A NEW LIBRARIAN arrived with the beginning of the sixth grade. Dianne Smith took over from longtime librarian Miss Louisa Hutchinson, who had — horrors! — gotten married very late in life and retired.

The new librarian was brimming with ideas, including a reading contest for sixth graders. For months we had to choose books from a reading list and then be quizzed by Mrs. Smith. When it was all over, the smartest girl in our class had been bested by Danny Henderson, who would soon move with his family to Esto.

A picture of the winners appeared in the weekly Holmes County Advertiser — a high honor in itself — with a story that explained: “The purpose of the reading contest was to acquaint the students with the best books in the library in the hopes they would discover the pleasure of reading and would be encouraged to do more reading on their own.”

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“I’D NEVER EATEN in a restaurant,” remembers Esto’s Joe Bob Clark. “When I started dating in Bonifay, in my junior and senior year, I’d never eaten in a restaurant. I’d seen somebody order coffee and a Boston cream pie. Every time I got a date, I carried her to the old City Cafe and we ordered Boston cream pie.”

“It was just an innocent time. We didn’t know any better. We were poor and didn’t know it. Still happy.”


A PHONE CALL tonight from Esto reminds me to wish a Happy Father’s Day to U.T. Kirkland, who was a father figure to many of us Esto boys. That’s T, as we knew him, in the middle with (from left) Wesley Brockway, Stevie and David Godwin, Charles Crutchfield, Dean Newman and Ray Reynolds.


Esto native E.W. Carswell wrote a respected history of Holmes County.

Dear Mrs. Tison,

I was sorry to read in your column in the April 12 Advertiser that you’re without a copy of Holmesteading, my pal and fellow Esto native E.W. Carswell’s history of Holmes County we published in 1986. So I’m sending you one of my two copies of the second printing in 2003. I hear a third printing may be in the works, and I hope it happens.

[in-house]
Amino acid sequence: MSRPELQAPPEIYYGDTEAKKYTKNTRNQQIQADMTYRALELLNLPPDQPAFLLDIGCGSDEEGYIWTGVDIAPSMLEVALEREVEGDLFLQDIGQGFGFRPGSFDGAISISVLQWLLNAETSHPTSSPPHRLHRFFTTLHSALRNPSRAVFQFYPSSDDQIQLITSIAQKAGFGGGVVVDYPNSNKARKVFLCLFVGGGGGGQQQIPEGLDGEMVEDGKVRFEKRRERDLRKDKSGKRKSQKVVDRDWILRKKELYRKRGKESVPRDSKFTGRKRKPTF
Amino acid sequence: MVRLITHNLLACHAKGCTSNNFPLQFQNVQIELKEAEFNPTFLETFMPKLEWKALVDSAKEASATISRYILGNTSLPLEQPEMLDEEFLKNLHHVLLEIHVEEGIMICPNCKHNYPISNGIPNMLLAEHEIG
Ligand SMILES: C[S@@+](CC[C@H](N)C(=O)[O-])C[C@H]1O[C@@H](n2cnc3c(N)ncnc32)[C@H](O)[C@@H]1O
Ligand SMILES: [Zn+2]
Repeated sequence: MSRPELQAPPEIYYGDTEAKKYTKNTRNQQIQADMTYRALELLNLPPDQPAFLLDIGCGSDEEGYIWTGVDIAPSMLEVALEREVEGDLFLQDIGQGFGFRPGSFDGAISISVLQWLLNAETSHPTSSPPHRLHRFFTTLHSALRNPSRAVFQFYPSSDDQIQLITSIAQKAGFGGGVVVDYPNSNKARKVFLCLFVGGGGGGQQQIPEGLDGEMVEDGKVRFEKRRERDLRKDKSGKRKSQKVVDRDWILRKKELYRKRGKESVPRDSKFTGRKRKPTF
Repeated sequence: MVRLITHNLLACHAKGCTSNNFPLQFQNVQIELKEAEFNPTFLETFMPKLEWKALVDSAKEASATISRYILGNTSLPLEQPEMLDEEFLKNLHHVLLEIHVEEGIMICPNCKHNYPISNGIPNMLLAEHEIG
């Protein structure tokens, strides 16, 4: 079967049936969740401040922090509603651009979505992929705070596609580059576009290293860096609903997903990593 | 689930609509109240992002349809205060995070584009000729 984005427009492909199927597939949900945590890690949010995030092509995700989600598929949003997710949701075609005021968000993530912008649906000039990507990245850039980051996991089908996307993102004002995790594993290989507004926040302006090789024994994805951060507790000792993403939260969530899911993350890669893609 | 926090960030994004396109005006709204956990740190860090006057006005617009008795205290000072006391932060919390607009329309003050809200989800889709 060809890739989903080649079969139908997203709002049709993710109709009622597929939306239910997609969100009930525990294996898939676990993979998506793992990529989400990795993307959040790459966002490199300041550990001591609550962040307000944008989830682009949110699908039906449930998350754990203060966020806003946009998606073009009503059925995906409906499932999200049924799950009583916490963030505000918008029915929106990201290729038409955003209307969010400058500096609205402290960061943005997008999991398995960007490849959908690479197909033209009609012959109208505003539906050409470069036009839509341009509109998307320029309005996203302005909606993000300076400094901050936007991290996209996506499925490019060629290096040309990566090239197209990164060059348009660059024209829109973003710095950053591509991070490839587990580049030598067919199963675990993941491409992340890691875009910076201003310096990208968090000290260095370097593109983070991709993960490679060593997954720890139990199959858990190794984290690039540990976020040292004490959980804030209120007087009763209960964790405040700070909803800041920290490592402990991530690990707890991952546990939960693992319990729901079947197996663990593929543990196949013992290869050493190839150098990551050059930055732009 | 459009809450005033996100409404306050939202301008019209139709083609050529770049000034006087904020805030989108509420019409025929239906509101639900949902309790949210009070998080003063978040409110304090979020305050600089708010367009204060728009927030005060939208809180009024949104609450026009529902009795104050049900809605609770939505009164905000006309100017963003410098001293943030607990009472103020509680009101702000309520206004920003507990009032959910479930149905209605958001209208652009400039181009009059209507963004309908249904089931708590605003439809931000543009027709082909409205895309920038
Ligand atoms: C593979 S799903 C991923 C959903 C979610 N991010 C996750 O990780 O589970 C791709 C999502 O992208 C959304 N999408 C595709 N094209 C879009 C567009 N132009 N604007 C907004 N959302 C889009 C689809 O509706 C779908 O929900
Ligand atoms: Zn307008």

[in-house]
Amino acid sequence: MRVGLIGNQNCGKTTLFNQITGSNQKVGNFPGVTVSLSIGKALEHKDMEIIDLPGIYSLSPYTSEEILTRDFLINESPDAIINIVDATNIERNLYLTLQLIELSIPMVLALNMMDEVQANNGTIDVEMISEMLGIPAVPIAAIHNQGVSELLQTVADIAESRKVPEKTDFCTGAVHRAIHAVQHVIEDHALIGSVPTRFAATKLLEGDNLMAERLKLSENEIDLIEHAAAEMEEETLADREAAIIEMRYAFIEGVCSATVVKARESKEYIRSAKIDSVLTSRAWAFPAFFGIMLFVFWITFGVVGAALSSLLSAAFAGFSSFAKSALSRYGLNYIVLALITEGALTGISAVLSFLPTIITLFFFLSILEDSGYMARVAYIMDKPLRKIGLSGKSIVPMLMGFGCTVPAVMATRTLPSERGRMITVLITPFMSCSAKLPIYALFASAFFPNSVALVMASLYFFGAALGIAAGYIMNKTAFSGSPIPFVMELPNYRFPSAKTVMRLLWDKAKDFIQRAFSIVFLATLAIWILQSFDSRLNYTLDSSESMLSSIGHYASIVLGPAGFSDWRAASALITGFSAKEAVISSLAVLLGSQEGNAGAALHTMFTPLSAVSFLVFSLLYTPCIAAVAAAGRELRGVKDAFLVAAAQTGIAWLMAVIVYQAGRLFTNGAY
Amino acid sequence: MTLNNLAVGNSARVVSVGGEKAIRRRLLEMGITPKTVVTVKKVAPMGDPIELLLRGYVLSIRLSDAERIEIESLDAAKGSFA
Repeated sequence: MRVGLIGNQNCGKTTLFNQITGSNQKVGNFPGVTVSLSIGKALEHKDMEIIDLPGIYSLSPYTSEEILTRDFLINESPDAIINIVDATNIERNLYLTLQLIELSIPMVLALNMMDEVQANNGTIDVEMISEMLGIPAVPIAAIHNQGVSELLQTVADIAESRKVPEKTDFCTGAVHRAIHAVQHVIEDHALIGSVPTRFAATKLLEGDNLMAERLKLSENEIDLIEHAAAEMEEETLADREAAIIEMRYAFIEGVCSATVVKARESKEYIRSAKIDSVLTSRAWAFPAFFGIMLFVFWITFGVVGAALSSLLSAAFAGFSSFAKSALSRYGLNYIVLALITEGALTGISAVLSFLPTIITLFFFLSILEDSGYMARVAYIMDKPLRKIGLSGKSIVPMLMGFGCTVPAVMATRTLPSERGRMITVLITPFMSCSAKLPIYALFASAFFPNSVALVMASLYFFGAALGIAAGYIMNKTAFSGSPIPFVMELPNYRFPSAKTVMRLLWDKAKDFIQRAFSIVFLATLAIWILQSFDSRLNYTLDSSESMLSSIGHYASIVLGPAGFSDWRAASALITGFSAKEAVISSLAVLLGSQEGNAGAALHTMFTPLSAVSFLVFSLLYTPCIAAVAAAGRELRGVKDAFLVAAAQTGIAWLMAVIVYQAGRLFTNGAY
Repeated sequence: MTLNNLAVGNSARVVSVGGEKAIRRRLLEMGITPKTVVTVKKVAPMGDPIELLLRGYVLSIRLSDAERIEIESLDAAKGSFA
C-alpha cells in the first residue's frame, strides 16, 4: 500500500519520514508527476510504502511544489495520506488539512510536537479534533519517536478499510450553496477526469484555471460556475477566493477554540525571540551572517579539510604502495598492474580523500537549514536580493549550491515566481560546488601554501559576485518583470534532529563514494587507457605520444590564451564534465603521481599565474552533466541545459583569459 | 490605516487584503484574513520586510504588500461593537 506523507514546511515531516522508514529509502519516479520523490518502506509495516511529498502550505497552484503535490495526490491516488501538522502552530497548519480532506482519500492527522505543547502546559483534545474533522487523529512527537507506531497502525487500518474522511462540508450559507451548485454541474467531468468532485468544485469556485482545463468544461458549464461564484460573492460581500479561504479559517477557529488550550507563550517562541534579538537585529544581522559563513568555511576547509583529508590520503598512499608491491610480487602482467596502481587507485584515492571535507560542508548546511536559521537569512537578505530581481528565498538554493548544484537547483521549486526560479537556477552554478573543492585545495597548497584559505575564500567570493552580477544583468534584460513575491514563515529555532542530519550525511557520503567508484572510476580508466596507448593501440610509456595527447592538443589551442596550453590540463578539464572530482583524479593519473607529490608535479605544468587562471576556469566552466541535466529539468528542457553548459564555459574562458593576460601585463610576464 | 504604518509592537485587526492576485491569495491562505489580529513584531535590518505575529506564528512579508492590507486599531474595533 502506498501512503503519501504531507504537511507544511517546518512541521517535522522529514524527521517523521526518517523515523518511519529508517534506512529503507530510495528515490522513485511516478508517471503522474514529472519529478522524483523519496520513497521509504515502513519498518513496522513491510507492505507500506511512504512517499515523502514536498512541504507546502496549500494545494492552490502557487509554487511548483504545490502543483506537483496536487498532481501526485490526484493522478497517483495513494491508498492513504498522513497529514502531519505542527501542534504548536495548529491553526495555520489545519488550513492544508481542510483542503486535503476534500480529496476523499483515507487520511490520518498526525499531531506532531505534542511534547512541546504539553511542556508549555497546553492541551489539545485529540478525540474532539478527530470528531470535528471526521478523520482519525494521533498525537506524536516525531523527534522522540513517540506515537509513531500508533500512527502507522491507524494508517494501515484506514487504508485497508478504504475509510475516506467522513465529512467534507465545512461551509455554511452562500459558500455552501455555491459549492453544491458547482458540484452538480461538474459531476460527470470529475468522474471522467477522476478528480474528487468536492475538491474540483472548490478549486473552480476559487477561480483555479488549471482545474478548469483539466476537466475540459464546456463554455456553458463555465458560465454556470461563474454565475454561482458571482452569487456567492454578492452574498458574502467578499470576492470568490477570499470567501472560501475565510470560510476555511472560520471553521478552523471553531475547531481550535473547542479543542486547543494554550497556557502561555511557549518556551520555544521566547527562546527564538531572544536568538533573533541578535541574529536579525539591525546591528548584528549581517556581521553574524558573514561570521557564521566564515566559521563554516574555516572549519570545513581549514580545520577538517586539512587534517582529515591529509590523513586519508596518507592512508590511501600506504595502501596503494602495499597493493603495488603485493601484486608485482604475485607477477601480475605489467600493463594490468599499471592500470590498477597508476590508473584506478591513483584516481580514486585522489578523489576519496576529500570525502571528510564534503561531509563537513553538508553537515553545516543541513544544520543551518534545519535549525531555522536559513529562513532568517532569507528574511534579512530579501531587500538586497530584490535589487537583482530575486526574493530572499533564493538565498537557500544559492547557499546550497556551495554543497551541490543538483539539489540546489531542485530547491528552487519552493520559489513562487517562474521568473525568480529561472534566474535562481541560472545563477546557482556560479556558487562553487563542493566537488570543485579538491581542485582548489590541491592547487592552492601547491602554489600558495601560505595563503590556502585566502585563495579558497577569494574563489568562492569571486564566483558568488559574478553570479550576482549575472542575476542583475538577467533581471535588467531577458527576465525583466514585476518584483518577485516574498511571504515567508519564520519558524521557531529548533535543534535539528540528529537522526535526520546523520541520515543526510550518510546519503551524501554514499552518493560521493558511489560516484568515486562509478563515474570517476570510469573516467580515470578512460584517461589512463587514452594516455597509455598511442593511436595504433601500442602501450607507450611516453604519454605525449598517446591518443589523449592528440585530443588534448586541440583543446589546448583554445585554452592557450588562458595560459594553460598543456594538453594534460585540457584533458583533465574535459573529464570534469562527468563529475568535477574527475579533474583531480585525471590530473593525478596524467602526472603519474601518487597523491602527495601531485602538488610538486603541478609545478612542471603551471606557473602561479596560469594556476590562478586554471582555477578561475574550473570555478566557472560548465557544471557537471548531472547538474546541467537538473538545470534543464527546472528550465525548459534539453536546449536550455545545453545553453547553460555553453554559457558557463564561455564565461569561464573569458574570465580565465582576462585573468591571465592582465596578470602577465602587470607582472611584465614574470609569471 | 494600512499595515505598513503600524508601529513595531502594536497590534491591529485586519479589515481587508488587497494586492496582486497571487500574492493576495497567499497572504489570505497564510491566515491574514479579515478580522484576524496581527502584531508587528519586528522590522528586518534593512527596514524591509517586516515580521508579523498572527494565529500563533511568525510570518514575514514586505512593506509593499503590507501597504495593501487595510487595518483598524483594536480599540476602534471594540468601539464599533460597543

Judge would be pleased his book is still being read and discussed — especially by one of his kinfolks in Noma, Bill Tom Gavin, who cited it to you. The book was the culmination of his lifetime of listening and learning about the county’s history from people who were there when it happened. As we said on the dust jacket of the first edition: “It captures both the facts and the feeling of life in Holmes County. Few places as small and rural as Holmes County are fortunate enough to have a native son like E.W. Carswell to bring their history alive and record it for present and future generations.”

We typeset and pasted-up that first edition after hours in the backshop of the Advertiser. Judge’s wife Catherine — who taught me to type — was our ace proofreader and indexer. The Advertiser helped us spread the word about the book, which got rave reviews and soon sold out.

Even after Judge died in 2001, his book was still in demand. When the county library got down to a single copy — “People would check them out, but they wouldn’t bring them back,” library director Susan Harris said — a second printing was arranged. Esto’s own Joe Bob Clark raised the money and made it happen as head of the library board. (Joe Bob always laughed that nobody in Bonifay thought people from Esto could read and write well enough to publish a book — and then he spearheaded the project to create a library annex and got it named for another of Esto’s finest, A.J. Dixon, the county’s first rural mail carrier.)

Holmesteading was our last project before I moved temporarily to California 30 years ago. I keep my autographed copy near a picture of Judge at his Royal typewriter. He wrote a beautiful inscription recalling our “publication adventures” that concludes: “And it has been fun. My best wishes go with you always.”

And they have. He still smiles down on me every day. I hope the library is able to arrange a third printing of his book.

VIMEO | E.W. Carswell talks about Holmesteading, his history of Holmes County, in an interview with Florida Public Radio.


Inez and her chicken and dumplings.